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The last eight members of the celibate Shaker sect are looking for a few good recruits.

Two hundred years after cutting this community out of the woods of Maine, Shakerism lives on and its members are as devoted as ever to following Christ's humble example. Only their ways have changed.Unlike their forebears in aging photographs, Shaker women no longer wear bonnets and plain ankle-length dresses. The men have long since shed straw hats and cotton slacks.

Behind the immaculate 18th- and 19th-century buildings, computers have replaced ledgers, television is available and National Public Radio is tuned in.

"People don't realize there are still living Shakers," said Sister Frances Carr, who with Brother Arnold Hadd heads Sabbathday Lake, the last inhabited Shaker village.

Known to most Americans for their simple, elegant furniture, the Shakers celebrate their village's bicentennial this summer with a conference on their history and future.

In this hamlet along a tree-shaded road, two men and six women between the ages of 30 and 90 worship God in a bucolic setting. They aspire to unity and simplicity, and keeping alive a religious community that has dwindled to a handful from a high of nearly 6,000 members in 20 communities in 1845.

It was founded in America in 1774 by Mother Ann Lee and a handful of Britons who were fleeing religious persecution.

Their membership has largely been women, lured by the Shakers' belief in the equality of the sexes.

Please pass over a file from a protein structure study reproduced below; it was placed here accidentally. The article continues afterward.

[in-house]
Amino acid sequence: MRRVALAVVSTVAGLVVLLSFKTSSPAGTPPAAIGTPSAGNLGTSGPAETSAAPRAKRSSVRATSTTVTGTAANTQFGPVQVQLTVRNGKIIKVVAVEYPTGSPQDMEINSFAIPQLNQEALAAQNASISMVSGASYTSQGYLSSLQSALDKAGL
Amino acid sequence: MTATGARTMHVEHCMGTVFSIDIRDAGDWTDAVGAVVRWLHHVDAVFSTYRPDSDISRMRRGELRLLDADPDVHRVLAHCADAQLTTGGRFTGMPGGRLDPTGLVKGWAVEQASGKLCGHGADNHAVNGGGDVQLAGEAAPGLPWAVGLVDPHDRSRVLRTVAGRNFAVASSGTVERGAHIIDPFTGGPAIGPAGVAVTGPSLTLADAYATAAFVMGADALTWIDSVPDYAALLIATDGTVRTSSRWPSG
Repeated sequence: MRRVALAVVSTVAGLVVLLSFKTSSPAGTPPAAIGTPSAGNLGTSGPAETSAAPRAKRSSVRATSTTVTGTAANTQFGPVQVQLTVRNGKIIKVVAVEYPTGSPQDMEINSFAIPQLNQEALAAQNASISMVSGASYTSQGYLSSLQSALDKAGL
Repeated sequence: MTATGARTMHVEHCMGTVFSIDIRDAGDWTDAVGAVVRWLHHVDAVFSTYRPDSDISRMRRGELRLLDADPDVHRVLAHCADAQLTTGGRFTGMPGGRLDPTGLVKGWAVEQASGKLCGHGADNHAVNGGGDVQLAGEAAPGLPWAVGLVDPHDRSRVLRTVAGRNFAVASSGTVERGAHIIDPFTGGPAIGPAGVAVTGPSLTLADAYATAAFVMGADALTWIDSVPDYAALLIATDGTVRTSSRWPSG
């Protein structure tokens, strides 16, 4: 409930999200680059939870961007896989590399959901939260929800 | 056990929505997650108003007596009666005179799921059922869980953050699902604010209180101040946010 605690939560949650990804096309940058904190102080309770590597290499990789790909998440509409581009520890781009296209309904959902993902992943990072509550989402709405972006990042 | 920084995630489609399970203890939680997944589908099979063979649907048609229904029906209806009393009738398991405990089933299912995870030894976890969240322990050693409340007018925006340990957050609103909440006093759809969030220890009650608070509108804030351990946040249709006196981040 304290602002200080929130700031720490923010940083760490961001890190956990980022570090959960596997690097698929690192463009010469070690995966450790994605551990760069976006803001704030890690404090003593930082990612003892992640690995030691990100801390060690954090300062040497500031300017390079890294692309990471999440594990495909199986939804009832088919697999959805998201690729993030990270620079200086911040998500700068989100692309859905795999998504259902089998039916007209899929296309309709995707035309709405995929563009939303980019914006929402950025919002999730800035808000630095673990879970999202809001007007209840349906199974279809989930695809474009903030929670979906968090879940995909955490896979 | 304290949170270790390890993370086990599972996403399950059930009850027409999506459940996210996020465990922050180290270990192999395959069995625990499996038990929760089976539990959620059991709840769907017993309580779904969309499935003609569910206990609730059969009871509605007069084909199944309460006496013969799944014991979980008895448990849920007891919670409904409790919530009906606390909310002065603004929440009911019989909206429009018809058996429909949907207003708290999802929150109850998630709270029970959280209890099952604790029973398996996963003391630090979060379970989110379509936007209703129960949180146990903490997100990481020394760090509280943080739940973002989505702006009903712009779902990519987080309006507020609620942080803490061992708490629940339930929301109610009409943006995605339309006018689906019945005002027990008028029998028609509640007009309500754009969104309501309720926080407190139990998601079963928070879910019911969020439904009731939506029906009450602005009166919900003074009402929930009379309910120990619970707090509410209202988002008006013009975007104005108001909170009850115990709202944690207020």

The Shakers, formally known as the United Society of Believers in Christ's Second Appearing, do not actively seek converts but invite people to witness their lives in Sunday services and retreats.

Up to 50 people a year inquire about membership.

"People who come here really expect to find utopia," said Sister Frances. "Two or three people have been upset that they come here and find that we are more modern than they anticipated. They are unhappy that we have a television, that we have a record-filled library. I'm not sure if it's a romantic dream to live as the Shakers lived 100 years ago, but even the Shakers who lived then were progressive," she said.

"Shakerism changes with the times, (but) the bedrock of the faith never changes," said Brother Arnold, 37, who joined 16 years ago.

Dressed in a blue shirt, pink skirt and blue sneakers, Sister Frances looks like any contemporary person at home.

While some people don't know that Shakerism has changed with the times, even more people believe the sect has died out or is no longer taking new converts.

Sister Frances blames the media for perpetuating the problem that keeps membership low. Documentaries and magazine articles in the past reported that the sect closed its rolls - a decision made by another Shaker community that was never adopted at Sabbathday Lake.

Those who do seek out the Shakers for conversion are often, as Sister Frances gently put it, "eccentric." Since harmony is vital for the community, screening is thorough.